The best student is one that listens, and spends time self-analyzing what they are doing. I try to explain to people "I can show you the fundamentals and get you started, but I can't climb inside your head and do it for you."

The absolute best tool for learning trigger and hold control is dry fire exercises, as the person can SEE the sights move when the trigger breaks.

What you can't prepare for is how it will recoil.

I bought a new 44 mag and took it out tonight for the first time. I dry fired it a hundred or so times last night, thought "yeah, I got this."

Then, I damn near broke my support index finger on the back of the trigger guard the first shot I fired. My hold that I practiced when dry firing was nice and stable, perfect sight alignment, sights didn't budge the slightest when I'd pull the trigger. But the hold I practiced was 100% incorrect for a firearm that recoils like that one. :)

So I'm practicing a different hold tonight (the one I discovered today that does NOT damage ME), and I'm working on getting that sight to not move tonight.

Click. Cock. Click. Cock. Click. Cock. Click. Etc.

luvit
February 15, 2013, 11:42 PM
9mm,
thanks for the tip that this is for single hand shooting. they will eventually get to that point, but it won't be too soon.
i'm only training them with the style of weapon they will potentially CCW, but that's around 4 years away.. then they can decide what pistol to shoot and (re)master.

edit:
"The best student is one that listens, and spends time self-analyzing what they are doing"
yeah.. in the USAF, guys in my team were screamed at to shoot correctly until they listened. i won't be doing that, but my girls will be safe & excellent plinkers.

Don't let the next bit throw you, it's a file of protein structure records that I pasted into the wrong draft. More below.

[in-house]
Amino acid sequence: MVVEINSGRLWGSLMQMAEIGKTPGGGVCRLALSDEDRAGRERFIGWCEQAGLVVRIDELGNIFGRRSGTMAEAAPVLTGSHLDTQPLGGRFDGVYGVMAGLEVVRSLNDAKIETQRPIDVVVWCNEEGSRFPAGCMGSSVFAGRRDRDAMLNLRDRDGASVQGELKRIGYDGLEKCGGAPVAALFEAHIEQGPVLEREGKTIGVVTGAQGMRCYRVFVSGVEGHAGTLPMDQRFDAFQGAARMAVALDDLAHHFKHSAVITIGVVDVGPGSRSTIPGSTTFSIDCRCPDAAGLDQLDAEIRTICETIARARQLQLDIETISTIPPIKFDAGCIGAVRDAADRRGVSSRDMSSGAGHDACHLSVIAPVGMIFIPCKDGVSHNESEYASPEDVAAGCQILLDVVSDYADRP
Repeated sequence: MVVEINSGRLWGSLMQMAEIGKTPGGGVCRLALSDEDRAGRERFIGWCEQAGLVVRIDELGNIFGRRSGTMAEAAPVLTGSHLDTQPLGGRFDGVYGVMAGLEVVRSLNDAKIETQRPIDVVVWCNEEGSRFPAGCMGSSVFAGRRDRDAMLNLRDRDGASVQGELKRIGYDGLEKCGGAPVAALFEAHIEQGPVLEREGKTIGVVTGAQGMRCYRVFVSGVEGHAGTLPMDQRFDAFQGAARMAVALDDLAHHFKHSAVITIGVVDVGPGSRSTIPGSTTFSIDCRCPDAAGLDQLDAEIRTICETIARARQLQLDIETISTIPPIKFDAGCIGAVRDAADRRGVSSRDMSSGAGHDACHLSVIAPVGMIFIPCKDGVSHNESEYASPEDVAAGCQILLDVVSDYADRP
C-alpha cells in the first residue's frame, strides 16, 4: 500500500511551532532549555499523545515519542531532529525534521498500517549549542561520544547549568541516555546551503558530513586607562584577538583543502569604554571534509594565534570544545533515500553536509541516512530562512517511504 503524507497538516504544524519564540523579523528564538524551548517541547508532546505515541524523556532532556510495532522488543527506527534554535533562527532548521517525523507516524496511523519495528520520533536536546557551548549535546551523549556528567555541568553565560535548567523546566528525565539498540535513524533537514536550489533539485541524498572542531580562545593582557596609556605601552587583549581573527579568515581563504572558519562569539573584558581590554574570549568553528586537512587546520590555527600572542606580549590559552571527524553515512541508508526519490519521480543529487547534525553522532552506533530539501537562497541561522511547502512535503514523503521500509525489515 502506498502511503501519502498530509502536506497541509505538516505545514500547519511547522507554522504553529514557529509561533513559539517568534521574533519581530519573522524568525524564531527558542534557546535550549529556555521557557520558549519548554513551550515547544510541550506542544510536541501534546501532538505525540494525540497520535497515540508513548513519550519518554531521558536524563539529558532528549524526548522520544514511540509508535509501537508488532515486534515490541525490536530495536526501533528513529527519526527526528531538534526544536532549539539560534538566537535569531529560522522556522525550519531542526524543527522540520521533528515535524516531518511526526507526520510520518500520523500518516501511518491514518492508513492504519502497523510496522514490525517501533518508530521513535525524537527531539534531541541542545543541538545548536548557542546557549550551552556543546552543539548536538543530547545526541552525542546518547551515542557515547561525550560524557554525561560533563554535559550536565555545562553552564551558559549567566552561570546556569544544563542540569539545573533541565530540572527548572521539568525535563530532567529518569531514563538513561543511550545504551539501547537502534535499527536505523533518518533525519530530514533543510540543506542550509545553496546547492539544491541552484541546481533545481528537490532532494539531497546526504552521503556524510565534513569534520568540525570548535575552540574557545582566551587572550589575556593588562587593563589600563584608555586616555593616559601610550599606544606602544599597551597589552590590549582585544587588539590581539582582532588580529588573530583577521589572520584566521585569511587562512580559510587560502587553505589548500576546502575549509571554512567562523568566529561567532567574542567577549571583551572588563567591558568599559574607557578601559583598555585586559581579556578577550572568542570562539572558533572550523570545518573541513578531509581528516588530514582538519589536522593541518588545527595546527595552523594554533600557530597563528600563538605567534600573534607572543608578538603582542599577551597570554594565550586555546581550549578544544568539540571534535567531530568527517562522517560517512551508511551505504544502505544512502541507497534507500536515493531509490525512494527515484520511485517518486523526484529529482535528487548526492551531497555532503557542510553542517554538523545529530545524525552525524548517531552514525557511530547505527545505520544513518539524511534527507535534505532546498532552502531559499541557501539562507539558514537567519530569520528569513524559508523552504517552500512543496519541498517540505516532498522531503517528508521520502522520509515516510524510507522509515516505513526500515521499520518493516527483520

SD training will be done by a professional.
.

Trent
February 15, 2013, 11:55 PM
What a great thread. I've really enjoyed reading the exchange between Trent and 9mmepiphany. In many ways, it echoes the discussions that serious golfers will have, with subtle grip changes requiring different mechanics, levels of effort by one muscle group or another, etc.

Heh that's a funny analogy.

Just remember, I'm a rifleman, a casual pistol competitor (I do hold a couple of local range records but I can't hold a candle to shooters on the state or national level). I guess you could say I'm turning semi-pro with handguns and becoming a certified instructor later this year.

9mmepiphany, from what I've gathered on this board, is already pro. :)

There's different levels of expertise, so when you read something I write that's contradicting what he says, understand that A) I might be wrong, or B) I might be doing things slightly differently because I'm built differently.

Either way, put an emphasis on his remarks over mine.

I'm throwing my .02 in because (right now) this very topic is front and center for me with the season about to start hot & heavy, I have 60 competitive handgun shoots marked on my calendar this year and 4 training courses.

So I'm bound and determined to up my game this year, and getting callouses on my trigger finger. :)

GLOOB
February 16, 2013, 01:40 PM
Do more dryfiring. When the trigger breaks, the sights shouldn't move. Grip as firmly as you can while keeping the sights steady while dryfiring. With the proper fit and grip angle, you can grip tighter without adverse affects. When everything fits, shooting straight requires much less effort. There's less to go wrong. If you find the perfect gun and grip, it's almost impossible to mess up the trigger pull.

You have large hands. Try some guns with a larger grip and longer trigger reach.

The biggest killers to handgun shootability, for me, are too short a trigger reach and too flat a grip angle. Ideally, the trigger is on the pad of your trigger finger. Think about it. That's almost at the very tip of the finger. Most guns will be too short a reach for you, because they have to at least be reachable by the majority of people. These two things have been the most common reasons for me to sell a handgun. I haven't found a way to consistently compensate for those issues. Trying to keep the sights still while dryfiring tells the tale almost as well as shots on target.

beag_nut
February 16, 2013, 02:26 PM
Despite all that has gone before, there is a one-word answer: flinching.

If you enjoyed reading about "Need help correcting a habit." here in TheHighRoad.org archive, you'll LOVE our community. Come join TheHighRoad.org today for the full version!